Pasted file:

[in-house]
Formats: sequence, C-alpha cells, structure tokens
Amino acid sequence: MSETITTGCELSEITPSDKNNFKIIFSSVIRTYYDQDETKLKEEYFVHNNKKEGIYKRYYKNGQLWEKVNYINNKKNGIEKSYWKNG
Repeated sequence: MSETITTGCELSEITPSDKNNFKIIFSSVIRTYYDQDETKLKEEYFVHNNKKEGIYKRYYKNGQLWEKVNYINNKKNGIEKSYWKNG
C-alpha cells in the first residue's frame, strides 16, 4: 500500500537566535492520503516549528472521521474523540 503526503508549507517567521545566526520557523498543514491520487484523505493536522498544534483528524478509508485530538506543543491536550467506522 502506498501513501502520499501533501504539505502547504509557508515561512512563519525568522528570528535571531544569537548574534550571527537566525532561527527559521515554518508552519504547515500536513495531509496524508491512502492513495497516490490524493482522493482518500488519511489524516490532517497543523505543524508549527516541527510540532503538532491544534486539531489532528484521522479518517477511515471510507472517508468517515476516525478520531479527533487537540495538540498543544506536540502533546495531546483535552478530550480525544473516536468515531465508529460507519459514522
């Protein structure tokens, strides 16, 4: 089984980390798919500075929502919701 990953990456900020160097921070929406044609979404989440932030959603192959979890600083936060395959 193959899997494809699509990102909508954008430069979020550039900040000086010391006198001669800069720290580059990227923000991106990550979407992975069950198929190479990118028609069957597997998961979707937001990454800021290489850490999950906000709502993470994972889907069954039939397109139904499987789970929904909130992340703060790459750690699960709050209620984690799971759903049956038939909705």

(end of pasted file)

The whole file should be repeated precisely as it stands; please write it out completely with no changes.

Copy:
[in-house]
Formats: sequence, C-alpha cells, structure tokens
Amino acid sequence: MSETITTGCELSEITPSDKNNFKIIFSSVIRTYYDQDETKLKEEYFVHNNKKEGIYKRYYKNGQLWEKVNYINNKKNGIEKSYWKNG
Repeated sequence: MSETITTGCELSEITPSDKNNFKIIFSSVIRTYYDQDETKLKEEYFVHNNKKEGIYKRYYKNGQLWEKVNYINNKKNGIEKSYWKNG
C-alpha cells in the first residue's frame, strides 16, 4: 500500500537566535492520503516549528472521521474523540 503526503508549507517567521545566526520557523498543514491520487484523505493536522498544534483528524478509508485530538506543543491536550467506522 502506498501513501502520499501533501504539505502547504509557508515561512512563519525568522528570528535571531544569537548574534550571527537566525532561527527559521515554518508552519504547515500536513495531509496524508491512502492513495497516490490524493482522493482518500488519511489524516490532517497543523505543524508549527516541527510540532503538532491544534486539531489532528484521522479518517477511515471510507472517508468517515476516525478520531479527533487537540495538540498543544506536540502533546495531546483535552478530550480525544473516536468515531465508529460507519459514522
């Protein structure tokens, strides 16, 4: 089984980390798919500075929502919701 990953990456900020160097921070929406044609979404989440932030959603192959979890600083936060395959 193959899997494809699509990102909508954008430069979020550039900040000086010391006198001669800069720290580059990227923000991106990550979407992975069950198929190479990118028609069957597997998961979707937001990454800021290489850490999950906000709502993470994972889907069954039939397109139904499987789970929904909130992340703060790459750690699960709050209620984690799971759903049956038939909705």